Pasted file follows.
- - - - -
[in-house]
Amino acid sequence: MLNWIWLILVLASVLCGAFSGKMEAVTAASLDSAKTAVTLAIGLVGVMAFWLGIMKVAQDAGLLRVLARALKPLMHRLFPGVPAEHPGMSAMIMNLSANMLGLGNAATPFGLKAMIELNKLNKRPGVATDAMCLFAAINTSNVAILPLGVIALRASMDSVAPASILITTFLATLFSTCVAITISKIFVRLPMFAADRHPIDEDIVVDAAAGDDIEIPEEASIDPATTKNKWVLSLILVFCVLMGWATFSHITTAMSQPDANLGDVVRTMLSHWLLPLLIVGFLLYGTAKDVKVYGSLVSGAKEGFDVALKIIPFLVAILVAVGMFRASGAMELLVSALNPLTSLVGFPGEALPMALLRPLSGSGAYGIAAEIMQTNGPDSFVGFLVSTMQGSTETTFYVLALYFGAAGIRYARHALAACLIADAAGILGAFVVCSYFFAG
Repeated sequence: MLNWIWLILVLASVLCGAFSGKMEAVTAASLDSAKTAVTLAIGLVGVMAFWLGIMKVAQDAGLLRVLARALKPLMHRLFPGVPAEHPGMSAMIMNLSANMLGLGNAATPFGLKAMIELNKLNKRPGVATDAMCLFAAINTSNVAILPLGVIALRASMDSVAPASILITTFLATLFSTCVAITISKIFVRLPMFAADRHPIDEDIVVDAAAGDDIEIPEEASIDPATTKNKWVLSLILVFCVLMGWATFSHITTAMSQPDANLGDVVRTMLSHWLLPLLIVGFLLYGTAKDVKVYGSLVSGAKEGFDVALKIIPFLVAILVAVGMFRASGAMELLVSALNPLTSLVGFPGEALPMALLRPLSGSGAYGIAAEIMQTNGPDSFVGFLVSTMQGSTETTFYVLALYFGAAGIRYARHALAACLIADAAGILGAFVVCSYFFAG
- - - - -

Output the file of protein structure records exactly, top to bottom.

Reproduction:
[in-house]
Amino acid sequence: MLNWIWLILVLASVLCGAFSGKMEAVTAASLDSAKTAVTLAIGLVGVMAFWLGIMKVAQDAGLLRVLARALKPLMHRLFPGVPAEHPGMSAMIMNLSANMLGLGNAATPFGLKAMIELNKLNKRPGVATDAMCLFAAINTSNVAILPLGVIALRASMDSVAPASILITTFLATLFSTCVAITISKIFVRLPMFAADRHPIDEDIVVDAAAGDDIEIPEEASIDPATTKNKWVLSLILVFCVLMGWATFSHITTAMSQPDANLGDVVRTMLSHWLLPLLIVGFLLYGTAKDVKVYGSLVSGAKEGFDVALKIIPFLVAILVAVGMFRASGAMELLVSALNPLTSLVGFPGEALPMALLRPLSGSGAYGIAAEIMQTNGPDSFVGFLVSTMQGSTETTFYVLALYFGAAGIRYARHALAACLIADAAGILGAFVVCSYFFAG
Repeated sequence: MLNWIWLILVLASVLCGAFSGKMEAVTAASLDSAKTAVTLAIGLVGVMAFWLGIMKVAQDAGLLRVLARALKPLMHRLFPGVPAEHPGMSAMIMNLSANMLGLGNAATPFGLKAMIELNKLNKRPGVATDAMCLFAAINTSNVAILPLGVIALRASMDSVAPASILITTFLATLFSTCVAITISKIFVRLPMFAADRHPIDEDIVVDAAAGDDIEIPEEASIDPATTKNKWVLSLILVFCVLMGWATFSHITTAMSQPDANLGDVVRTMLSHWLLPLLIVGFLLYGTAKDVKVYGSLVSGAKEGFDVALKIIPFLVAILVAVGMFRASGAMELLVSALNPLTSLVGFPGEALPMALLRPLSGSGAYGIAAEIMQTNGPDSFVGFLVSTMQGSTETTFYVLALYFGAAGIRYARHALAACLIADAAGILGAFVVCSYFFAG